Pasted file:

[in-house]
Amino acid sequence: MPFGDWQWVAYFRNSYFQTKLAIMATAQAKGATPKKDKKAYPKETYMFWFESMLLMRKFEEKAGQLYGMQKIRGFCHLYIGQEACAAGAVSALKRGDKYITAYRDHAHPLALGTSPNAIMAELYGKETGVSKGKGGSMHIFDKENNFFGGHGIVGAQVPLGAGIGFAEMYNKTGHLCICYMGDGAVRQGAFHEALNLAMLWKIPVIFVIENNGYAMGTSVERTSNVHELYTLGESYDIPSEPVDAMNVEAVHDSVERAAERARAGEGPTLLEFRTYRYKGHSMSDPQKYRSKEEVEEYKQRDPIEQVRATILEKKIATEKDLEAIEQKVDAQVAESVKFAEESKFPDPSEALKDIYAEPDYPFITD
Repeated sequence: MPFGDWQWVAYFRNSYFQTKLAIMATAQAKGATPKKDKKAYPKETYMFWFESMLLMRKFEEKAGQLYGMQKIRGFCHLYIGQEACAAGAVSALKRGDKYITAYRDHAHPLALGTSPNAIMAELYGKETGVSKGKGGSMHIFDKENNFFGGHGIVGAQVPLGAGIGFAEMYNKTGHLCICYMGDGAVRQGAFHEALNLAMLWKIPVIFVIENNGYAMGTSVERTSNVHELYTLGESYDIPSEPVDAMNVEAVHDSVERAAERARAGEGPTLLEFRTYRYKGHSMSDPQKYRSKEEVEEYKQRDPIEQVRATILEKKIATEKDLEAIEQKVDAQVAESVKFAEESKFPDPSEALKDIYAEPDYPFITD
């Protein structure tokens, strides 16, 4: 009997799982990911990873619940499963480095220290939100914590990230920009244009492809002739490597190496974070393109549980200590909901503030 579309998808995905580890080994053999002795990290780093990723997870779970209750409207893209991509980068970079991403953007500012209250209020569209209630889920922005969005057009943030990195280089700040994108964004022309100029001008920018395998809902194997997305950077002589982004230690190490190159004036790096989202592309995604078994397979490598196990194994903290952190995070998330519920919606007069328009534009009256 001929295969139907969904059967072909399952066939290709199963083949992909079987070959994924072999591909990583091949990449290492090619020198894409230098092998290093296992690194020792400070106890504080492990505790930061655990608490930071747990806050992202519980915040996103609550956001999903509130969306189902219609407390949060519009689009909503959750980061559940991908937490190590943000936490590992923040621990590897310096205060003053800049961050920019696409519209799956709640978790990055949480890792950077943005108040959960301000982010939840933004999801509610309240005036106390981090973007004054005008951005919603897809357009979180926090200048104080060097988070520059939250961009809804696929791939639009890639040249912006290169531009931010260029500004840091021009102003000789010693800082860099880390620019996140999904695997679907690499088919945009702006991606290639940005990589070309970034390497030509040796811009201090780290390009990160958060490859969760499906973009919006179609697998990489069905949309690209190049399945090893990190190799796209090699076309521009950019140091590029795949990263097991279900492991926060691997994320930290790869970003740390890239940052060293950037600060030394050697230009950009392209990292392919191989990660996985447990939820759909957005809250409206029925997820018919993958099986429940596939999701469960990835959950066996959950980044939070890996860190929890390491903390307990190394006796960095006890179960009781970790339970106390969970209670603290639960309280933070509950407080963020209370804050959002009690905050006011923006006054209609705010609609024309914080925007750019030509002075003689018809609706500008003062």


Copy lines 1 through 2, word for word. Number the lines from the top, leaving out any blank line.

[in-house]
Amino acid sequence: MPFGDWQWVAYFRNSYFQTKLAIMATAQAKGATPKKDKKAYPKETYMFWFESMLLMRKFEEKAGQLYGMQKIRGFCHLYIGQEACAAGAVSALKRGDKYITAYRDHAHPLALGTSPNAIMAELYGKETGVSKGKGGSMHIFDKENNFFGGHGIVGAQVPLGAGIGFAEMYNKTGHLCICYMGDGAVRQGAFHEALNLAMLWKIPVIFVIENNGYAMGTSVERTSNVHELYTLGESYDIPSEPVDAMNVEAVHDSVERAAERARAGEGPTLLEFRTYRYKGHSMSDPQKYRSKEEVEEYKQRDPIEQVRATILEKKIATEKDLEAIEQKVDAQVAESVKFAEESKFPDPSEALKDIYAEPDYPFITD